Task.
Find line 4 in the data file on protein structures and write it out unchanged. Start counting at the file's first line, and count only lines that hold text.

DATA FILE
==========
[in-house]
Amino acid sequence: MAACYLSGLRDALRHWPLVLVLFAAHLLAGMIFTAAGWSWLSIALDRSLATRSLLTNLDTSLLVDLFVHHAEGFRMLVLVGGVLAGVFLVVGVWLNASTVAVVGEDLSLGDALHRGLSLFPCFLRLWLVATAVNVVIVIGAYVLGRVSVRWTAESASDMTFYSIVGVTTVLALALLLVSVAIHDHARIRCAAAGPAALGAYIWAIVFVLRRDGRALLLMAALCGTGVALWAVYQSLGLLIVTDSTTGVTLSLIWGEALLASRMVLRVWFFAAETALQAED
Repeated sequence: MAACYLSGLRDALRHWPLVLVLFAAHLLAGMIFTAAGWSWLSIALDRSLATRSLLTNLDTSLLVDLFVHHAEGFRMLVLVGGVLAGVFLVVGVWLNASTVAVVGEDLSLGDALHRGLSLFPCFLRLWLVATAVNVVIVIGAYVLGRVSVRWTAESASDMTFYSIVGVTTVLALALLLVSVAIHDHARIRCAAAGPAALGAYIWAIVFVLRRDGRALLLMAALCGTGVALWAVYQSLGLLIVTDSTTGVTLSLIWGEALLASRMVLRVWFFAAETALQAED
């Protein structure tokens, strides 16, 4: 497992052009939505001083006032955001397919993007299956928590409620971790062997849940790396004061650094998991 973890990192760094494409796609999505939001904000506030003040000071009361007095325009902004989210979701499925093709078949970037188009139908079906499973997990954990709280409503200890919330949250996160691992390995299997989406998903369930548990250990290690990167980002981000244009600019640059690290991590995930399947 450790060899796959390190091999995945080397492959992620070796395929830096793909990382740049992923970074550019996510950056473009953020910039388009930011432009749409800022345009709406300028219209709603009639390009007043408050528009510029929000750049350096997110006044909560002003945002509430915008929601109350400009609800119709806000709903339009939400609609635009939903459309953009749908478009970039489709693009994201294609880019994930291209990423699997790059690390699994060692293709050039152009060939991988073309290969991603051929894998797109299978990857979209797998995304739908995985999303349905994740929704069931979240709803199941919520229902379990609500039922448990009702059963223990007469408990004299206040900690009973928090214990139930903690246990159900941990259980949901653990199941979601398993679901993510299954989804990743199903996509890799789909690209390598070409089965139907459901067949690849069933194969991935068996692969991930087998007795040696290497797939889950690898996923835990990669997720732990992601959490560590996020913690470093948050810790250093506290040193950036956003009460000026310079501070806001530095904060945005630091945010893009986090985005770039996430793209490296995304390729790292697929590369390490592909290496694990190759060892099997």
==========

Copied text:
């Protein structure tokens, strides 16, 4: 497992052009939505001083006032955001397919993007299956928590409620971790062997849940790396004061650094998991 973890990192760094494409796609999505939001904000506030003040000071009361007095325009902004989210979701499925093709078949970037188009139908079906499973997990954990709280409503200890919330949250996160691992390995299997989406998903369930548990250990290690990167980002981000244009600019640059690290991590995930399947 450790060899796959390190091999995945080397492959992620070796395929830096793909990382740049992923970074550019996510950056473009953020910039388009930011432009749409800022345009709406300028219209709603009639390009007043408050528009510029929000750049350096997110006044909560002003945002509430915008929601109350400009609800119709806000709903339009939400609609635009939903459309953009749908478009970039489709693009994201294609880019994930291209990423699997790059690390699994060692293709050039152009060939991988073309290969991603051929894998797109299978990857979209797998995304739908995985999303349905994740929704069931979240709803199941919520229902379990609500039922448990009702059963223990007469408990004299206040900690009973928090214990139930903690246990159900941990259980949901653990199941979601398993679901993510299954989804990743199903996509890799789909690209390598070409089965139907459901067949690849069933194969991935068996692969991930087998007795040696290497797939889950690898996923835990990669997720732990992601959490560590996020913690470093948050810790250093506290040193950036956003009460000026310079501070806001530095904060945005630091945010893009986090985005770039996430793209490296995304390729790292697929590369390490592909290496694990190759060892099997």